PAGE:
Why Google’s Nexus 7 Isn’t Really an iPad Killer

At Google’s own developer convention, Google I/O, the software giant announced the upcoming release of the Nexus 7. The new Asus-built tablet is priced at $199, has a 7-inch screen and is more of a Kindle Fire killer than an iPad killer.

Google has released a product announcement on its blog that describes the Nexus 7 as “Powerful, portable and designed for Google Play.” The tablet comes with a 7-inch 1280×800 HD screen, a Tegra-3 chipset and quad-core CPU. There are two sizes. The 8GB model will cost $199, while the 16GB model will be $249. Do these specs sound familiar?

Exactly. That’s because they fit more inline with the Kindle Fire than they do the iPad. It is a little better than the Kindle Fire, but not nearly as good as the iPad.

Let’s start with the 7-inch screen. While there are rumors of an iPad mini coming out this fall, currently Apple doesn’t offer something that small. The resolution of the Nexus 7 is higher than Kindle Fire’s 1024×600 screen, but is not as pixelated as the new iPad with Retina display of 2048×1536.

Memory is another point where the Nexus is more in line to compete with the Kindle Fire than it is the iPad. Apple doesn’t even offer an 8GB tablet. Speaking from personal experience at having both a 16 GB and a 32GB iPad, 8GBs is just not enough storage. Even with iCloud, you’d eat up all your memory with a handful of apps. What then? Maybe 8 Gigs is enough for people who spend all their tablet time reading books or surfing the net, but iPad users have large productivity apps, in-depth crafter apps and full-fledged MMORPG games.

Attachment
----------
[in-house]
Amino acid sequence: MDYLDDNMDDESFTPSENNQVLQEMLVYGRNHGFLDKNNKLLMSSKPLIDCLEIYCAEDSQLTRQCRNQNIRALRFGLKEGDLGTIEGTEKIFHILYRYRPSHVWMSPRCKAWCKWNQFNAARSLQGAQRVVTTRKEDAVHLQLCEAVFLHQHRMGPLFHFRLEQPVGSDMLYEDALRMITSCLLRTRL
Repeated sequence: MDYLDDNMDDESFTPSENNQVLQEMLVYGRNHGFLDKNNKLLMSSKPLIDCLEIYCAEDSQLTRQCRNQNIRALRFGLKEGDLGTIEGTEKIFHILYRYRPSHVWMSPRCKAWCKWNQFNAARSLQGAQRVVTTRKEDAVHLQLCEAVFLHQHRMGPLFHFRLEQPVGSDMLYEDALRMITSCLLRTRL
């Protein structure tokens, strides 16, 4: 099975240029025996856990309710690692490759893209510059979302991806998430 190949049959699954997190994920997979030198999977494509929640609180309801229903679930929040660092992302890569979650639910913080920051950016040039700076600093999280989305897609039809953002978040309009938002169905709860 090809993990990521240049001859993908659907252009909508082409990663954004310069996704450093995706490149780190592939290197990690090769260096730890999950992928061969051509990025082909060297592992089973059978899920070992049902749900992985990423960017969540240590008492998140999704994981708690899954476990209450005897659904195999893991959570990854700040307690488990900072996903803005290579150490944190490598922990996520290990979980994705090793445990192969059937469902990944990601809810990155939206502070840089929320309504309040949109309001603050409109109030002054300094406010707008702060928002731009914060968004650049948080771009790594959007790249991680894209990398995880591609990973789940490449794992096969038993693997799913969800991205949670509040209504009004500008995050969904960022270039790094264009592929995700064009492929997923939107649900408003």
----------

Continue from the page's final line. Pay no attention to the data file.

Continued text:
The price point alone is proof that Google doesn’t want to compete with Apple. Releasing a tablet that is half the cost of the iPad puts it into another category entirely. Like the Kindle Fire, the Barnes & Noble Nook and other low-cost tablets, the Nexus 7 is priced to cater to consumers that want to try out a tablet, but can’t afford, or don’t want to spend that much money on a gadget. In this regard, you get what you pay for, which is less.

Google’s new tablet will come with the newest version of Android, Jelly Bean. The Android operating system has been a sore spot for tablet users since the market began. Apple has a powerful App infrastructure and intuitive operating system dedicated to tablets. Android has been the butt of many operating system jokes due to its less-than stellar performance in the tablet arena. While Jelly Bean may be the version of Android that finally makes it work, it is still part of a fragmented operating system that continues to isolate users every time a new one comes out.

Kindle has its own, even more isolated and fragmented version of Android tucked into its guts. The online retail giant took Google’s open source software and twisted it into its own operating system that conveniently left out all of the Android-maker’s apps in favor of Amazon’s own tools. So, if Nexus 7 were able to compete in the software arena, it is more likely to be a competitor, neigh – killer, of the Kindle Fire.

The Nexus 7 will be available this August. We’ll know then who feels the heat from Google’s new hardware.

About Lory: Writer of all things app related, traveler of the space-time continuum, baker of really great cookies. Follow me @appaholik

  • Neil Lund

    I’m just going to say good job for pointing out the obvious. I think the purpose of the Nexus7 is to be references device and to fill the void in a highly desired market space. The market has been asking for a device like the Nexus7 and I have no doubt that it will be a very popular device among nonsheep around the world as it is opened to more world markets.

  • Mike

    whatever, ipads aren’t laptop killers either, no?

  • jayray78

    Google is building an entry level base. You better believe that a direct competitor to the iPad will come soon enough. I would say, in the next three years.